Now that we are old hands at going through lock, I will tell you what our routine is.  As soon as we see some indication that there is a lock ahead, we slow the boat down.  The off watch person comes up to see why the other slowed down.  On go the disposable gloves.  At some point, Phil calls the Lock Master on Channel 13 and lets him (usually a man - met one woman in this job) know that we're coming. Sometimes they answer and sometimes they don't.  If we're lucky, the lock master says that he'll have the gates open for us.  If we're not lucky then we have to wait which usually takes about 20 min while the lock fills with water.  We're looking to see if the green light is on, which means we can move into the lock - or if the red light is on and the gates are closed, which means we have to keep moving around (forward, not moving, reverse, making circles) waiting until the gates open.  Phil always helms the boat.  I get the boat hook which is telescoped out to it's full length. I also make sure that the outer sleeve of my foul weather gear is pulled up some towards my elbow so that the dirty rope doesn't rub on it getting the edge of my sleeve dirty. (I know that Sue Brannan had suggested that I bring an extra set of foul weather gear that could get dirty - good idea - and we thought we did, but we didn't - in Fairport Storage).  Phil guides Changes to the side the lockmaster is on to give them our number assigned to us on a bright pink card - 11229-1.  Sometimes the previous lockmaster has called it ahead for us.  Then Changes is guided to the middle of the lock and we decide which 2 ropes we are going to pick up on the port side- this is determined by how far apart the ropes are and if someone else is in the lock or coming in the lock.  Phil steers Changes to the port wall and since yesterday, I have started picking up the rope for the stern, Phil's rope,  hanging off the lock wall with the boat hook and then laying it over the lifeline at the boarding gate, so that as he slows down and stops the boat, puts the engine in neutral, and then fiddles with pulling up the dinghy, he doesn't also have to rush to get the line (which has entailed getting the boat hook from me so that he can reach it and then return it back to me while I'm trying to keep the bow away from the wall).  Then after I get Phil's line set - I walk quickly forward towards the bow and reach - reach - reach out to get my line.  I hold my lock rope in my left hand and have the boat hook in my right hand usually horizontal, pushing the bow away from the wall.  With the mast sticking out 6'+ over the bow, we don't want it hitting the side of the lock walls as we are going down.  As we are going down, we each hang on to the dirty rope and then are pushing off the wall to keep Changes off the wall.  We prefer to keep her enough off the wall so that the fenders aren't even touching.  If there isn't much of a current - there is this dance of Changes drifting away from the wall - drifting towards the wall- stop the drift and pushing off again to repeat. Once the water is down - the gates start to open.  That's our cue to drop the ropes, for me to push the bow off the lock wall with the boat hook, and Phil to put the engine in gear to slowly drive out of the lock - then we speed up to the fast (sarcasm there) speed of 6 knots, which is Phil's preferred cruising speed.  We take off the gloves and depending on how dirty that particular lock was, either toss the gloves or put them under the boat hook to dry for next time.  We had a 5 lock day for the gloves today.   I was told today to keep it down to 6 knots to save fuel. My preferred cruising speed is up to 6.5 knots so I behaved today.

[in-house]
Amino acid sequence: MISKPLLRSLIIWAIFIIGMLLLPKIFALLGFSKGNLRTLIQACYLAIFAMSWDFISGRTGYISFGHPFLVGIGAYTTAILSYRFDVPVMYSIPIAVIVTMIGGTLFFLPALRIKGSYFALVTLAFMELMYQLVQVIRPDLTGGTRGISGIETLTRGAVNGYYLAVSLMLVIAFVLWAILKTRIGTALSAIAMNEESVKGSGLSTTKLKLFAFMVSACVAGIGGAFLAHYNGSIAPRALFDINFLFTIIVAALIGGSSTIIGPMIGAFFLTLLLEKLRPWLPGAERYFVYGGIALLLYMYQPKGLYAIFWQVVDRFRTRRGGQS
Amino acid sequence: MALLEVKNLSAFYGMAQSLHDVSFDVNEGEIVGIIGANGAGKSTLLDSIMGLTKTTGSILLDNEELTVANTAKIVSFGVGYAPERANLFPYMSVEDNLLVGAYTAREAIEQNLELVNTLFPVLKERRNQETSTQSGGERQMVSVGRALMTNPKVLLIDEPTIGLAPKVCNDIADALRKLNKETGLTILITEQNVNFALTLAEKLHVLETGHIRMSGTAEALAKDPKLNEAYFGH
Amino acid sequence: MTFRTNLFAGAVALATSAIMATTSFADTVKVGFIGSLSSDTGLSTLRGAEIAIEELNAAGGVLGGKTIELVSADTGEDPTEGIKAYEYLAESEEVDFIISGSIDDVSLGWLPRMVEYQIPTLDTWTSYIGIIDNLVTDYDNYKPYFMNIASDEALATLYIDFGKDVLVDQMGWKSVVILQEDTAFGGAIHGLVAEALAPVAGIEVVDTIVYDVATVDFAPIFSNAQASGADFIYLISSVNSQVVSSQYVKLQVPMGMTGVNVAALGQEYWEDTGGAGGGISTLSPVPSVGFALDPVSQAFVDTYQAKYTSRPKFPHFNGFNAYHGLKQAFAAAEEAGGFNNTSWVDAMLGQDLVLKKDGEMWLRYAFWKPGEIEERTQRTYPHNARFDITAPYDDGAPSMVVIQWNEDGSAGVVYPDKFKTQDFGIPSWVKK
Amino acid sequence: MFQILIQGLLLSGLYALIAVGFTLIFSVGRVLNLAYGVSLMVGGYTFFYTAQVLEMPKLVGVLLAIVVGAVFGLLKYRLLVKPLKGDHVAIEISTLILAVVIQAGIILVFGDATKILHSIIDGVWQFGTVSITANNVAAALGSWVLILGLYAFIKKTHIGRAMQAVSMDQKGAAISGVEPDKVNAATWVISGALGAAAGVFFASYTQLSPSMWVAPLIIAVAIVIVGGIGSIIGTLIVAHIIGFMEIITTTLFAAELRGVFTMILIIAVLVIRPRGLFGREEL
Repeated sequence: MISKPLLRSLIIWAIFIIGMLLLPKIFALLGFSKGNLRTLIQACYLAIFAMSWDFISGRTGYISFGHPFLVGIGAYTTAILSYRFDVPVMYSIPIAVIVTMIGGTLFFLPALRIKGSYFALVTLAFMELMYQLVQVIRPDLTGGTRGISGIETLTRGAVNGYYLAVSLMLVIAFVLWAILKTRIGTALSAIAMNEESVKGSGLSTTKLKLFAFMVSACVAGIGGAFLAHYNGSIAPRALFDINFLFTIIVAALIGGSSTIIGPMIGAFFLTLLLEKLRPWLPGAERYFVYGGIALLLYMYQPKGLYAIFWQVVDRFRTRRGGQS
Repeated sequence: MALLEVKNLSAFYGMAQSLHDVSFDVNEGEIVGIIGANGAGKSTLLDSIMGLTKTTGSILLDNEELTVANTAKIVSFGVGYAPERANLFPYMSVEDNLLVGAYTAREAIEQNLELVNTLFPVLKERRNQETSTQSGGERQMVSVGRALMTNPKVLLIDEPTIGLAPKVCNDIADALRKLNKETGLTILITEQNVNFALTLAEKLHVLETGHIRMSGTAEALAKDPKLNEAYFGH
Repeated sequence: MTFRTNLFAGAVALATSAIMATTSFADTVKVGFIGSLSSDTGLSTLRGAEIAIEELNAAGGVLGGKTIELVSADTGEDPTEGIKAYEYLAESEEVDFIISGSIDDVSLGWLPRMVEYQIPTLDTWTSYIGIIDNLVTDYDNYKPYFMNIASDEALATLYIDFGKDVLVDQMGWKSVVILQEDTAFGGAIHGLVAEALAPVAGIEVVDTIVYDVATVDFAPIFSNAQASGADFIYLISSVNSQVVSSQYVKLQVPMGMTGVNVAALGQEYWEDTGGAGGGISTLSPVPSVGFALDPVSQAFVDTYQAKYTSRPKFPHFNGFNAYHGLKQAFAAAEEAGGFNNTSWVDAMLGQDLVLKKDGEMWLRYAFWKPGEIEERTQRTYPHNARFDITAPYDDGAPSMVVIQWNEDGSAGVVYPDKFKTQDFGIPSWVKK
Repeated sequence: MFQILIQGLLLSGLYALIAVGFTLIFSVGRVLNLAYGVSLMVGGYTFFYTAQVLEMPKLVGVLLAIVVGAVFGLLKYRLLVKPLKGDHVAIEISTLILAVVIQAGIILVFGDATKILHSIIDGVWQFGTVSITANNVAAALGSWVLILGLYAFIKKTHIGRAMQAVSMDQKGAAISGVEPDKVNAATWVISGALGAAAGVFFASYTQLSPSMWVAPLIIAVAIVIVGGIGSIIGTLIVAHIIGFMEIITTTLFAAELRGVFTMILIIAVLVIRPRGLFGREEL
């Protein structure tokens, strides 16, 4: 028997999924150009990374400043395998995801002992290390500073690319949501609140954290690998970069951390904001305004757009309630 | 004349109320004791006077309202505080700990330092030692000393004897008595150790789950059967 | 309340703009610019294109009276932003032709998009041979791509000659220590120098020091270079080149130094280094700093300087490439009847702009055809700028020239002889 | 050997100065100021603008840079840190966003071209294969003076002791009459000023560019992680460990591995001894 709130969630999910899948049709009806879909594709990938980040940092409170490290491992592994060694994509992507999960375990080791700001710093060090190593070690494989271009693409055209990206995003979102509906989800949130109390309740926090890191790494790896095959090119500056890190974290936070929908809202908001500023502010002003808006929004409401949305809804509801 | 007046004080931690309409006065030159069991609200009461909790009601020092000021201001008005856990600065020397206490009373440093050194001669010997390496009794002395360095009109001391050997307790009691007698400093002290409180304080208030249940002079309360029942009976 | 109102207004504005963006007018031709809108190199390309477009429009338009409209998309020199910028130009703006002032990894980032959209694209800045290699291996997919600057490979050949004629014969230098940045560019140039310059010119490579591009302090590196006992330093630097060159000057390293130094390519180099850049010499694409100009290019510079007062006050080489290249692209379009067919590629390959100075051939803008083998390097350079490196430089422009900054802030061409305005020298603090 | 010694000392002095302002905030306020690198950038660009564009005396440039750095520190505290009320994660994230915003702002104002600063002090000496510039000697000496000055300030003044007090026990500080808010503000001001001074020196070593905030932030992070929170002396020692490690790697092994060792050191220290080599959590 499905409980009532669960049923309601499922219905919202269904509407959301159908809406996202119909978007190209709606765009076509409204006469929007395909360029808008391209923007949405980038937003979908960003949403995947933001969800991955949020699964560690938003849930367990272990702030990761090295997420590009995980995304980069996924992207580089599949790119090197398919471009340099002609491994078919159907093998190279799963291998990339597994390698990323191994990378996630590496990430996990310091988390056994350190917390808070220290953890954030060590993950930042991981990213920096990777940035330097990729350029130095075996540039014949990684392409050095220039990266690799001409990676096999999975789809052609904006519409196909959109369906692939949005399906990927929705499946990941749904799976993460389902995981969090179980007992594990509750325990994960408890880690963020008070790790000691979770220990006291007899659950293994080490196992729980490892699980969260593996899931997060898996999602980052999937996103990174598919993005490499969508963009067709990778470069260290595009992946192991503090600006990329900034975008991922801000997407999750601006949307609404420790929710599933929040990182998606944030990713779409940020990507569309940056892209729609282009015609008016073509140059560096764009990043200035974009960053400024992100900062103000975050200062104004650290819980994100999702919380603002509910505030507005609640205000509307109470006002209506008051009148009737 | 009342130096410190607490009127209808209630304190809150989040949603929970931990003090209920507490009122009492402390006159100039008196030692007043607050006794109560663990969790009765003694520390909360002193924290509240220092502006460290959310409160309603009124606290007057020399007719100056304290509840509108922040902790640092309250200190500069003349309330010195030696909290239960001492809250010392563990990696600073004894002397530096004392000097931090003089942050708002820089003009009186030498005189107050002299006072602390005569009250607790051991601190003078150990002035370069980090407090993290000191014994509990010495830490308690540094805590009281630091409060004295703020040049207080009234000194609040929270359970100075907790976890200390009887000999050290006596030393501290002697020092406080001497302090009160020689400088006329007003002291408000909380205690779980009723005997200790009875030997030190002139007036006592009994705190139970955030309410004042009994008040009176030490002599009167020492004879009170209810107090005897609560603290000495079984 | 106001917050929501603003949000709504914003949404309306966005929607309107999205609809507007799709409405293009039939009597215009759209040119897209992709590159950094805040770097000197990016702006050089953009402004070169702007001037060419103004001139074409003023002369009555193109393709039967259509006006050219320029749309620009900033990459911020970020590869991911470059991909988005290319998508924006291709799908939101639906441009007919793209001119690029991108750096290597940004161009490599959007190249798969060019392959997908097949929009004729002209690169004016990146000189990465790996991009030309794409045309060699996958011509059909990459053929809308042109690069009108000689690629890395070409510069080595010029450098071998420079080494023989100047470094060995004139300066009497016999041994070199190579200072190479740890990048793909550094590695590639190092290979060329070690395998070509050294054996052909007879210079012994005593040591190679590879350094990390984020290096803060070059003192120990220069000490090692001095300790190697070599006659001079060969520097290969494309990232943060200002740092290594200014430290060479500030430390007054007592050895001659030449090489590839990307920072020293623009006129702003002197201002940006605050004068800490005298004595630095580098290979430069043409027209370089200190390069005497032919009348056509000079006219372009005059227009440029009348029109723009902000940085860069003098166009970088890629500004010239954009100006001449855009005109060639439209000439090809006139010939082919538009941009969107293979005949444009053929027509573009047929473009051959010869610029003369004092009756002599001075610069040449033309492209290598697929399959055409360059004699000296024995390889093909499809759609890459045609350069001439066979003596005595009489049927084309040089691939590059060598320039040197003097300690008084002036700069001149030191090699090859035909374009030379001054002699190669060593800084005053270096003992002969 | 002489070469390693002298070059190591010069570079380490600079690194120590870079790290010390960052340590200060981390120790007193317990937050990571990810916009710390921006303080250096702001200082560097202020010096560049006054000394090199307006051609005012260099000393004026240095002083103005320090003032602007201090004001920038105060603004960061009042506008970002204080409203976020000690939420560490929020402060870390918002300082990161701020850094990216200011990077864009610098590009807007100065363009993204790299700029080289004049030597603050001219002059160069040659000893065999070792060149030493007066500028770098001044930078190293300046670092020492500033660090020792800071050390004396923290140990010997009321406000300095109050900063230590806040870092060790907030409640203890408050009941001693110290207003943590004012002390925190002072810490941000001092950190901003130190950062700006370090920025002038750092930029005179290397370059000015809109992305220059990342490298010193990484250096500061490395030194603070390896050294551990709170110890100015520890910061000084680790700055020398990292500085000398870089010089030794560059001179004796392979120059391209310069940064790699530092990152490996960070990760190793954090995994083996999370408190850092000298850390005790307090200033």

Lorraine at helm with many layers
Phil at helm with a lock and dam behind him
The Erie Canal on the eastern portion is along the Mohawk River and there is a dam at each lock which can cause strong currents.  Here are some photos of what the dams look like from the up river side and then the down  river side.  Each lock also has signs to let you know how big the drop is for this particular lock and how far to the next Westbound and Eastbound lock. 
Dam on Eastern Erie Canal upriver side
Dam down river side (Lock 13)
Sign posted at each Lock giving information
On our trip today, we saw some parachuters jumping in the sky and landing one after the other.  I think they were after Lock 10  past Amsterdam, NY.  I can't remember how many as I was at the helm, but I think there were 5-6 and all had the same colored parachute.
Parachutist after Lock 10
We also saw Kayakers a couple times, as I said earlier - you can tell it's a Saturday and a warmer fall day as there were many more people on the Canal and also on the bike paths. 

Usually I read the blog aloud to Phil for him to ok and add his 2 cents, but he's in the V-berth sleeping, so it's just me today.  We seem to have a 2 hr difference of when we like to go to bed.  

Tomorrow is our last day on the Erie Canal.  Lock 8 has a 14' drop, the rest are between 27' to 35'  in a  21 miles stretch of the canal before we get to Waterford. What happens then, I don't know yet.  But that's ok!

We had friends call tonight - it was good for Phil to talk to them while I cooked supper.  They asked if I was happy - and I am.  Did I miss work - NO - not yet.  Maybe later, but I could see how it might be hard for me to return.  Time will tell.  Are you counting your dollars Grant???  I hear he has a bet out on me for either to come back soon - he'll loose on that one - or that I won't come back at all. Time will tell what really happens.  But so far I'm really glad that we're doing this and I'm much more relaxed and not as irritable.